Clean energy, with its various forms, has been a hot investing area lately due to the global push for going green. In the United States, President Biden is voicing for clean energy transition with an optimistic goal. China’s president Xi recently reiterated his vows to turn his country carbon neutral by 2060. China will start tapering coal usage from 2026. Europe’s efforts to become a green continent is also pretty prevalent.
Invesco Solar ETF ( TAN Quick Quote TAN - Free Report) dropped about 6% on May 4. Let’s find out why such a steep correction took place. Inside the Crash in Solar Stocks
Solar stocks declined on May 4 as investors doubt companies’ ability to cash in on the record demand due to supply chain issues,
per a CNBC article. SolarEdge ( SEDG Quick Quote SEDG - Free Report) shares slumped about 16% on May 4 and triggered the turmoil as the company said rising freight costs will weigh on its margins. Freight costs have been uphill in the past few months.
Ocean freight prices have increased by more than 100% over the last months and our pre-negotiated prices have gradually expired and exposed us to higher freight costs worldwide,” Zvi Lando, the company’s chief executive officer, said on the earnings call, as quoted on CNBC. This is the reason why Breakwave Dry Bulk Shipping ETF ( BDRY Quick Quote BDRY - Free Report) has gained about 165.4% in the past three months.
SolarEdge Technologies came up with quarterly earnings of 98 cents per share, missing the Zacks Consensus Estimate of $1.01 per share as well as the year-ago earnings of $1.03 per share. However, the company beat revenues by 2.38%. SolarEdge takes the top spot in the solar ETF TAN with about 9.85% weight and played an important role in hitting TAN hard on Tuesday. SolarEdge’s issues acted as a cornerstone for the entire industry.
There has been an
acute chip shortage globally. Chips are important components for both battery storage and solar inverters. Enphase Energy ( ENPH Quick Quote ENPH - Free Report) , last week said its second-quarter shipments would be pressured by the global chip crunch.
If this was not enough, U.S. Treasury secretary Janet Yellen cautioned on May 4 that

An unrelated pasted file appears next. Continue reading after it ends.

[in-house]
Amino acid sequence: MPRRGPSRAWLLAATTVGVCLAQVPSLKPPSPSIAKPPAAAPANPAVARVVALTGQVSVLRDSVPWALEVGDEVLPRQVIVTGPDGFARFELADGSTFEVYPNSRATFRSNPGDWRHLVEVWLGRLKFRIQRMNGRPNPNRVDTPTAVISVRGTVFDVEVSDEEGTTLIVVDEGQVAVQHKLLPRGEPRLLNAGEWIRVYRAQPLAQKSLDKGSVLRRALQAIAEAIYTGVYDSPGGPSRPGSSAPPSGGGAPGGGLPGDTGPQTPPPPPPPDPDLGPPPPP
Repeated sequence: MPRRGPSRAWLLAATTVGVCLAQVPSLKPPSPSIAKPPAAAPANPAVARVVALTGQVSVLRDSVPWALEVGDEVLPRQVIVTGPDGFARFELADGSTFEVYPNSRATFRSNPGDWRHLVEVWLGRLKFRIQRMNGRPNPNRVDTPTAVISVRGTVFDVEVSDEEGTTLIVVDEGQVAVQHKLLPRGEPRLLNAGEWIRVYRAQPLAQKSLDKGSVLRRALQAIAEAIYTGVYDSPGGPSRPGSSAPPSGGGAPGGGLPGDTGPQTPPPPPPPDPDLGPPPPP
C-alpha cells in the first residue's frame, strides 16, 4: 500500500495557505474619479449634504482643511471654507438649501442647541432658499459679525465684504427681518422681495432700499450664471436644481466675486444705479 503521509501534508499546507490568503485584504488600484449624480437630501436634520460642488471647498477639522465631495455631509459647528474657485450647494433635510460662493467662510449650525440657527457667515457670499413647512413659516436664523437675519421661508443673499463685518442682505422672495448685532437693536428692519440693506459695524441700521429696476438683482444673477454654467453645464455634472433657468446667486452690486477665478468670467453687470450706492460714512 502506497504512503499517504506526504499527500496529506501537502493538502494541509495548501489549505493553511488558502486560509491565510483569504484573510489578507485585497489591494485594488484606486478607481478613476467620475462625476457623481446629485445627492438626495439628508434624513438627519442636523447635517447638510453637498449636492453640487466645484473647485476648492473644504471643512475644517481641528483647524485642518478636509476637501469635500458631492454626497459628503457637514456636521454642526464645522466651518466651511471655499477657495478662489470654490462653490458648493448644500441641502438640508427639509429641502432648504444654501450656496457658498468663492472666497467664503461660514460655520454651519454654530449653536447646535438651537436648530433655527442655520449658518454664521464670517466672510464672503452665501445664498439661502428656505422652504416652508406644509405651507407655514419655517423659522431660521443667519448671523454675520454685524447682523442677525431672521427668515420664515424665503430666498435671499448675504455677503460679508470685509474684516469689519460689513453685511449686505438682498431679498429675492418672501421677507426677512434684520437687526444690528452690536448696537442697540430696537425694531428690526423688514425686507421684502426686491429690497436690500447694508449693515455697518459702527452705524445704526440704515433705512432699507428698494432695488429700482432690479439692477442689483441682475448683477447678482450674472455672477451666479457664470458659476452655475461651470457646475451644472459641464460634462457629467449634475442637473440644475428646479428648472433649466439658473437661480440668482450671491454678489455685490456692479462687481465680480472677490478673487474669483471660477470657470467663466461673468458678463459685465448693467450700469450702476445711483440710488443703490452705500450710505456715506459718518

interest rates may need to rise over time to keep the U.S. economy from overheating, intensifying a sell-off in growth stocks. However, Yellen elucidated her remarks later on, saying that higher rates are not what she is “predicting or recommending” as quoted on Financial Times. What Lies Ahead?
With many analysts believing that the supply crunch in semiconductors will be prolonged, we expect some more margin pressure in the cards for the solar stocks. We could see further selloffs in the space ahead.
But once the correction is done in the space, one can take advantage of the buy-the-dip strategy. The fundamentals are strong for the space. The cost of renewable energy generation has been falling in recent years with continued technological innovation. Increasing global acceptance has also been favoring the space.
Biden has expansionary plans for clean energy. He is forming a plan — a Clean Energy Revolution — to address the issue of climate emergency. He sees America as becoming a 100%
clean energy economy by 2035 and having net zero emission by 2050.
With such lofty projections for the long term, it is wise to hold such stocks with a long-term view.Apart from TAN itself,
SPDR S&P Kensho Clean Power ETF ( CNRG Quick Quote CNRG - Free Report) , First Trust NASDAQ Clean Edge Green Energy Index Fund ( QCLN Quick Quote QCLN - Free Report) and ALPS Clean Energy ETF ( ACES Quick Quote ACES - Free Report) are some of the holdings that can be bought on the dip (read: Solar Installation Hits a Record in 2020: ETF to Tap the Boom). Want key ETF info delivered straight to your inbox?
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